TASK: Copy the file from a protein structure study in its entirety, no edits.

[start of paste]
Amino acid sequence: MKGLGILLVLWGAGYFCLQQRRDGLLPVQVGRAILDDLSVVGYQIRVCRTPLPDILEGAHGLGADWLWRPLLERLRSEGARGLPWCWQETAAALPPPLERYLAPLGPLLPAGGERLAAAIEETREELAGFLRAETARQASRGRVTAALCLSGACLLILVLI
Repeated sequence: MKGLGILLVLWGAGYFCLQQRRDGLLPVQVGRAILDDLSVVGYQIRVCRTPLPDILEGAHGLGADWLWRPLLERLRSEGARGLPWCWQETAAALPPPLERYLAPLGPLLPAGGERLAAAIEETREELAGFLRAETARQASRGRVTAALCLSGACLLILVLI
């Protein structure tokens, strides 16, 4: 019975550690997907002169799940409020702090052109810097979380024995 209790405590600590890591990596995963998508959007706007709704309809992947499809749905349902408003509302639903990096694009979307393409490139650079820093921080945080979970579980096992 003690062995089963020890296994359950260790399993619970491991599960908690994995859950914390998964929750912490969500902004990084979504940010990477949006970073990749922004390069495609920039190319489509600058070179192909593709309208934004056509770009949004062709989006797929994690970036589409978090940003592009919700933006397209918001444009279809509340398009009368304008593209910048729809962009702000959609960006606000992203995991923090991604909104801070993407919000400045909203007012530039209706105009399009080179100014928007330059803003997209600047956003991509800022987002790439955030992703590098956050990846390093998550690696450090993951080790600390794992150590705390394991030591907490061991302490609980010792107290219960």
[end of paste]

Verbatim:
Amino acid sequence: MKGLGILLVLWGAGYFCLQQRRDGLLPVQVGRAILDDLSVVGYQIRVCRTPLPDILEGAHGLGADWLWRPLLERLRSEGARGLPWCWQETAAALPPPLERYLAPLGPLLPAGGERLAAAIEETREELAGFLRAETARQASRGRVTAALCLSGACLLILVLI
Repeated sequence: MKGLGILLVLWGAGYFCLQQRRDGLLPVQVGRAILDDLSVVGYQIRVCRTPLPDILEGAHGLGADWLWRPLLERLRSEGARGLPWCWQETAAALPPPLERYLAPLGPLLPAGGERLAAAIEETREELAGFLRAETARQASRGRVTAALCLSGACLLILVLI
């Protein structure tokens, strides 16, 4: 019975550690997907002169799940409020702090052109810097979380024995 209790405590600590890591990596995963998508959007706007709704309809992947499809749905349902408003509302639903990096694009979307393409490139650079820093921080945080979970579980096992 003690062995089963020890296994359950260790399993619970491991599960908690994995859950914390998964929750912490969500902004990084979504940010990477949006970073990749922004390069495609920039190319489509600058070179192909593709309208934004056509770009949004062709989006797929994690970036589409978090940003592009919700933006397209918001444009279809509340398009009368304008593209910048729809962009702000959609960006606000992203995991923090991604909104801070993407919000400045909203007012530039209706105009399009080179100014928007330059803003997209600047956003991509800022987002790439955030992703590098956050990846390093998550690696450090993951080790600390794992150590705390394991030591907490061991302490609980010792107290219960």